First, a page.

Sometimes, taste can be predictable. The pantheon for teenagers trying to flex their reading habits typically includes The Great Gatsby, Catcher in The Rye, or 1984. But even before becoming a CEO who tries to position himself apart from other CEOs, Elon Musk was trying to break from the mold, shirking the usual classics in favor of famous sci-fi lit. It differentiated him from his peers, but was nonetheless a predictable move for the man behind SpaceX and OpenAI.
Musk found that sci-fi addressed a curiosity brewing during his teen years in a way that religion and science alone couldn’t. Neither gave satisfactory answers to his questions about where the universe came from and why it exists, Walter Isaacson wrote in his new biography of the CEO, titled Elon Musk.
“When he reached his teens, it began to gnaw at him that something was missing,” Isaacson wrote. That feeling led to an “adolescent existential crisis” that Musk tried to solve with books.
“I began trying to figure out what the meaning of life and the universe was,” Musk said. “And I got real depressed about it, like maybe life may have no meaning.” He turned to existential philosophers like Nietzsche, but they left him feeling more adrift (he doesn’t recommend this as teenage reading material). He found solace in the supernatural world instead.
There are three authors and books, Isaacson wrote, that guided Musk through this phase and to the other side of trying to colonize Mars and bringing robots to life in a way that benefits, rather than harms, humanity.
The Moon is a Harsh Mistress by Robert Heinlein
A favorite of Musk’s, this novel takes place on a lunar penal colony ruled by a super-computer called Mike. The AI surpasses its robot state “with self-awareness and a sense of humor,” Isaacson writes, that leads to its self-sacrifice during a rebellion.
“The book explores an issue that would become central to Musk’s life: Will artificial intelligence develop in ways that benefit and protect humanity, or will machines develop intentions of their own and become a threat to humans,” Isaacson explains.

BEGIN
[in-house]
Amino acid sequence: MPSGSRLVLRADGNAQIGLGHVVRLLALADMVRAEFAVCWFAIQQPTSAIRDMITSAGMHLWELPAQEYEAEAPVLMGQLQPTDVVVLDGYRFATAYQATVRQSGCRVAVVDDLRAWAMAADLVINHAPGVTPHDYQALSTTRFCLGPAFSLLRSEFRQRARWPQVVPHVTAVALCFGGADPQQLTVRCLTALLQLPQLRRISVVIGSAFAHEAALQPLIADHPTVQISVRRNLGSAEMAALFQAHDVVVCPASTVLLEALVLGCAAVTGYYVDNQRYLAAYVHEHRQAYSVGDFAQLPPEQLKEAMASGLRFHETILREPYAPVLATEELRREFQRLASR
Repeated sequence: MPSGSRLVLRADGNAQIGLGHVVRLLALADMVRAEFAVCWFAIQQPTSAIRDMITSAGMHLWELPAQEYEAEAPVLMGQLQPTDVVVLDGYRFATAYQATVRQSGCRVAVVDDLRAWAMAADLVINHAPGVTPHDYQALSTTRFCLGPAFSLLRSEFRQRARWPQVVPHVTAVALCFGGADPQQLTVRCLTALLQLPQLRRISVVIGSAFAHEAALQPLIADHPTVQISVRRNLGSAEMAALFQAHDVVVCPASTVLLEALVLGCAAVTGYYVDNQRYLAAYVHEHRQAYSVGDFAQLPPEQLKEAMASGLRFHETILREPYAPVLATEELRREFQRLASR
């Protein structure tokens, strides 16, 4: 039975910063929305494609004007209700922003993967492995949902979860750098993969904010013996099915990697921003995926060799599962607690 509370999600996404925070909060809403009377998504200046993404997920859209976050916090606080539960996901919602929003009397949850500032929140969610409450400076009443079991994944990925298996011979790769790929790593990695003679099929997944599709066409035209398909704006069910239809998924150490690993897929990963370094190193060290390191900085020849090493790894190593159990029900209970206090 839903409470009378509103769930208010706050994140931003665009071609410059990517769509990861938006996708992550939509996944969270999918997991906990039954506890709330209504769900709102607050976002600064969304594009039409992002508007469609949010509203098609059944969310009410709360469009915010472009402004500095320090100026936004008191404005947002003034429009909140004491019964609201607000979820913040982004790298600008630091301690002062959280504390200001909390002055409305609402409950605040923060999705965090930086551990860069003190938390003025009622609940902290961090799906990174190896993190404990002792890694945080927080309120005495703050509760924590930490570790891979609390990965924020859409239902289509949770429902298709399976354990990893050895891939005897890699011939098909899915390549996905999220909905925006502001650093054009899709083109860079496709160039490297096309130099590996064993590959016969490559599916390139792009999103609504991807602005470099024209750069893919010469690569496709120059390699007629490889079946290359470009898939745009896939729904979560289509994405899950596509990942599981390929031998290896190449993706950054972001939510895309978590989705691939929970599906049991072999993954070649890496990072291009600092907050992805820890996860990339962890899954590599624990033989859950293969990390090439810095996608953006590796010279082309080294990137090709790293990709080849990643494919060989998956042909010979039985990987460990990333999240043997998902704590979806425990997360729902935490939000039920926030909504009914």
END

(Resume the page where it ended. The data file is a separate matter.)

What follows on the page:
Musk would soon grapple with this question when he helped found OpenAI in 2015 alongside Sam Altman. He has often spoken about dangers of AI, arguing that AI systems needed safeguards to prevent them from replacing humans (a topic that he often debated with Google cofounder Larry Page, which eventually led to their fallout). Musk’s take on AI safety formed the foundation of OpenAI’s goals “to advance digital intelligence in the way that is most likely to benefit humanity as a whole,” per a statement from the company’s website.
Isaac Asimov’s Robot series
Musk found more future AI bait in Asimov’s series of 37 short stories and six novels centered around, you guessed it, robots. The work grappled with the same topic of AI ethics that Heinlein’s work did. “The tales formulate laws of robotics that are designed to make sure robots do not get out of control,” Isaacson wrote.
To get real dorky with it, one book names one of these rules the Zeroth Law, entailing that “a robot may not harm humanity, or, through inaction, allow humanity to come to harm.” The books had a long-lasting impact; as Isaacson points out, Musk tweeted decades later that “Foundation Series & Zeroth Law are fundamental to the creation of SpaceX.”
This was yet another influence in Musk’s quest with Altman to found OpenAI in a way that benefited humanity. The issue of “AI alignment” aimed to align AGI (artificial general intelligence) with human values and intent—much like how Asimov’s rules in his novels were meant to hinder robots from taking over.
The Hitchhiker’s Guide to the Galaxy by Douglas Adams
Hailing this classic as the novel most influenced Musk’s “wonder years,” Isaacson wrote that it “helped shape Musk’s philosophy and added a dollop of droll humor to his serious mien.” Rather than making thinly-veiled phallic jokes like Musk tends to do, Adams had more of an ironic take that Musk said helped dig him out of a depressive state.
The story is also centered around understanding the meaning of life. In it, citizens give a super-computer the task of answering what the universe’s purpose is, which answers with “42” seven million years later. “The problem, to be quite honest with you, is that you’ve never actually known what the question is,” the computer told the shocked crowd.
Seemingly, Musk brings the lessons from this galaxy—along with his later interest in video games—into every venture that he explores now. “I took from the book that we need to extend the scope of science so that we are better able to ask the questions about the answer, which is the universe,” he said, a thought he has carried with him in creating his own AI venture, xAI, after leaving OpenAI in 2018 when Altman rejected his proposal to run the company.
He said in a July Twitter Spaces Talk that xAI aims “to build a good AGI with the overarching purpose of just trying to understand the universe. The safest way to build an AI is actually to make one that is maximally curious and truth-seeking.”
AI innovations can certainly start to feel supernatural and ring eerily of any famed sci-fi story, as investors poured billions into tech advancements in the field earlier this year. Taking a page from his favored books, Musk told US senators AI was a double-edged sword this week during a summit on the topic and made a plea for regulation on deeper AI.
As one of the early inventors in the field of AI, Musk wants to avoid becoming like the sci-fi trope he once studied, an ego-based scientist who could one day lose control of his invention. Although he’s since regretted walking away from OpenAI, calling himself “a huge idiot,” for doing so. Perhaps curling up and reading a book can salve the sting.
Subscribe to Well Adjusted, our newsletter full of simple strategies to work smarter and live better, from the Fortune Well team. Sign up today.